TV Review: Stranger Things

ASTRANGE1Orange is the New Black, House of Cards, Daredevil. What do these three shows have in common? Well, they are some of Netflix’s highest praised programs to date. Whether it’s the strong performances, comedic wit or intelligent drama, viewers have been flocking to the streaming service just to get a glimpse of what everyone’s been talking about. It’s these programs that keep viewers coming back for more, but it certainly doesn’t hurt for Netflix to try to add some more addicting programs to draw more crowds. So, it comes with great satisfaction to say that Netflix’s Stranger Things is the next quintessential streaming service show that audiences all around should binge watch.

Stranger Things is a supernatural thriller created by The Duffer Brothers. In the year of 1983, the small town of Hawkins, Indiana hasn’t seen a heinous crime befall on its citizens in over a decade. So when a young child named Will Byers (Noah Schnapp) goes missing, very few are quick to assume the worst. However, when Chief Hopper (David Harbour) finds Will’s bike abandoned in the woods, he begins to suspect that the young boy may be in greater danger than he initially imagined. With Will’s mother Joyce (Winona Ryder) holding out for a miracle, a trio of his closest friends set out to try to bring their best friend back home. Although, what they discover instead is a mysterious young girl wandering through the forest alone, who only addresses herself as “Eleven” (Millie Brown.)

The performances of this new Netflix show are all around superb and applause worthy. The character of Joyce Byers has to be one of Winona Ryder’s finest dramatic roles to date, in large part to how well she sells the heartbreak and mental instability her character is going through. In addition, praise needs to handed to David Harbour for his rendition of Chief Hopper. From his sullen moments, to discovering the reason he has such a drive to find this child alive, Harbour solidifies the character as stern, yet likable, and a large amount of screen time is thankfully provided to his police exploits, so we as the audience get to dive deeper with him.

However, the biggest surprise performance of the entire cast has to be that of Millie Brown as Eleven. She absolutely nails the mysterious, yet childlike innocence of her character, and finding out the mysteries in Eleven’s origins is what drives this season forward so well. Some of the scenarios where we discover her upbringing lead to the most heartbreaking moments throughout all the eight episodes, and even the most stone cold viewer will sympathize with the fragile, tender young girl.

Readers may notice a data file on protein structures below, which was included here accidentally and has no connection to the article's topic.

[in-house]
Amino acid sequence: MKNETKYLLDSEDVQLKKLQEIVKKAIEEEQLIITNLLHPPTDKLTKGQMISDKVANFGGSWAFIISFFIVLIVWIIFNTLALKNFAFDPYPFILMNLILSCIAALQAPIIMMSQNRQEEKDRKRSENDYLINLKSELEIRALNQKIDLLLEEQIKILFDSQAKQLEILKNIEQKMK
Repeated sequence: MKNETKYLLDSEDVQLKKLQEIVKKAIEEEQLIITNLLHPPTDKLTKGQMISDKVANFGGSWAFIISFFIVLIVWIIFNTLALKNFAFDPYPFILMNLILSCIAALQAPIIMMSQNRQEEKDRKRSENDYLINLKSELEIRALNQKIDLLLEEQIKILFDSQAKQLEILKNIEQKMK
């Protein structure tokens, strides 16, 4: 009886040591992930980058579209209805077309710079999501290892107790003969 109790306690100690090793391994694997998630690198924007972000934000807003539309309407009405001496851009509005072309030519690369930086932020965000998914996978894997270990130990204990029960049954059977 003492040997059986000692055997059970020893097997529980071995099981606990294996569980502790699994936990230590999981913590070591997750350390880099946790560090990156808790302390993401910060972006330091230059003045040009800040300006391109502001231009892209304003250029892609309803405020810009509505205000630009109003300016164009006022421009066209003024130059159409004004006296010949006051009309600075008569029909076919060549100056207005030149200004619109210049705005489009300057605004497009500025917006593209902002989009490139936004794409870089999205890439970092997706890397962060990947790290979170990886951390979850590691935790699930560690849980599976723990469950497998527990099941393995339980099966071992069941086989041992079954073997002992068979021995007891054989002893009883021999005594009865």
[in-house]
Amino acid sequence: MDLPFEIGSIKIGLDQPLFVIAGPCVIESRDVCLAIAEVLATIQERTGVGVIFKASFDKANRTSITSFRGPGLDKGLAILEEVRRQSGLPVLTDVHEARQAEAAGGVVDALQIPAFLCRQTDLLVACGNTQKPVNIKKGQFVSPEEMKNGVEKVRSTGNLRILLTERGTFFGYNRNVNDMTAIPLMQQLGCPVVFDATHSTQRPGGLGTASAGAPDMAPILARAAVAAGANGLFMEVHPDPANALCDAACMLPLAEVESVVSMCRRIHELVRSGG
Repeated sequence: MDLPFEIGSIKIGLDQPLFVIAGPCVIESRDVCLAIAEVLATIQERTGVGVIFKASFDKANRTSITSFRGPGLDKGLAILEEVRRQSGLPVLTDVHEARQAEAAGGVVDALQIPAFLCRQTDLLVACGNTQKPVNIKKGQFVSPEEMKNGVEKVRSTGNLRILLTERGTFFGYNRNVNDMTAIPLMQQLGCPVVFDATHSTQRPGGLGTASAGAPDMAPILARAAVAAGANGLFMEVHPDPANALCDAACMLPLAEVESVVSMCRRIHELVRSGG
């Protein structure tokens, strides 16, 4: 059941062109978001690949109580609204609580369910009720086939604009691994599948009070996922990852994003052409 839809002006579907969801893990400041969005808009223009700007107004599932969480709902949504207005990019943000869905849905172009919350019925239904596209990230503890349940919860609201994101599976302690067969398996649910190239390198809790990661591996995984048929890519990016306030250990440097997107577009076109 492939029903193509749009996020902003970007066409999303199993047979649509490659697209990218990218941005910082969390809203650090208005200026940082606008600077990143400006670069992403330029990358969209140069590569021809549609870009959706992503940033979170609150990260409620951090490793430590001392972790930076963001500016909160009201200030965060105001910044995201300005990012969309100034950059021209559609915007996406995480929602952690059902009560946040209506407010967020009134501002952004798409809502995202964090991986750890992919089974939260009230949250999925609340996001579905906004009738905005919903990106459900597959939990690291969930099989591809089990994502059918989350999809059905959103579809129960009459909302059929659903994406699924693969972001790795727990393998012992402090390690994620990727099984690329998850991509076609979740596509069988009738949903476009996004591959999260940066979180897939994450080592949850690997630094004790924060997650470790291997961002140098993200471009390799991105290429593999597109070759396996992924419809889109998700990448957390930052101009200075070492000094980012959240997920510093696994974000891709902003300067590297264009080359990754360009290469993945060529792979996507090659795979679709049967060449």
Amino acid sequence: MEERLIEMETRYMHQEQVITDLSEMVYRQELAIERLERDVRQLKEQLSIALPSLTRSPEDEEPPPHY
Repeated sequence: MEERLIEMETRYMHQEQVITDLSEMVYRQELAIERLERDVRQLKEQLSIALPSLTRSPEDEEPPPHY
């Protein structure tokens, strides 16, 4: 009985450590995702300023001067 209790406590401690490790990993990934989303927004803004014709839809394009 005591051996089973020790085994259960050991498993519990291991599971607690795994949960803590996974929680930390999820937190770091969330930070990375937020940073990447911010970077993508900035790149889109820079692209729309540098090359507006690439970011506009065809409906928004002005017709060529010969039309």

With so many individual stories to follow between these groups of characters, it’s exemplary in how everyone’s perspective feels well-balanced in the plot.  Enough time is divided between every individual’s journey, and how every one of them is playing a role in finding young Will. And toward the season’s climactic episodes, they all neatly join together and face an evil force that has descended upon their small town. As a result, when the sinister scenes come from around the corner, you’re bound to feel a sense of dread in the uncertainty of who might live and who might die. But fear not, for every time there’s a nail-biting segment, there’s a good balance of light-hearted humor or youngster escapades to ease the tension without the story breaking its hold over you.

Everything about Stranger Things feels so perfectly 80s’. With its themes of adventure and mystery, this supernatural sensation hearkens back to beloved 80s’ films like E.T or The Goonies, and anyone who’s been missing the magic of youngster escapades will undoubtedly find it here. Even if that’s not what you’re looking for in a Netflix program, there’s still a great mystique worth exploring alongside the missing child narrative. With such a plethora of exceptional performances, and a mystery that grabs hold of you from beginning to end, Stranger Things is easily one of Netflix’s most outstanding originals to date.

Rating: 10/10

​Donald Strohman is a Pennsylvania State University film graduate currently residing in Metro Atlanta, Georgia. Before being a part of The Young Folks team, he contributed to GameDeck and the satire website The Black Sheep. He also writes for the game journalism site GameSkinny. When he's not trying to fulfill his life long dream of becoming the "Hash Slinging Slasher", Donald enjoys watching movies, playing video games, and writing; sometimes all at once.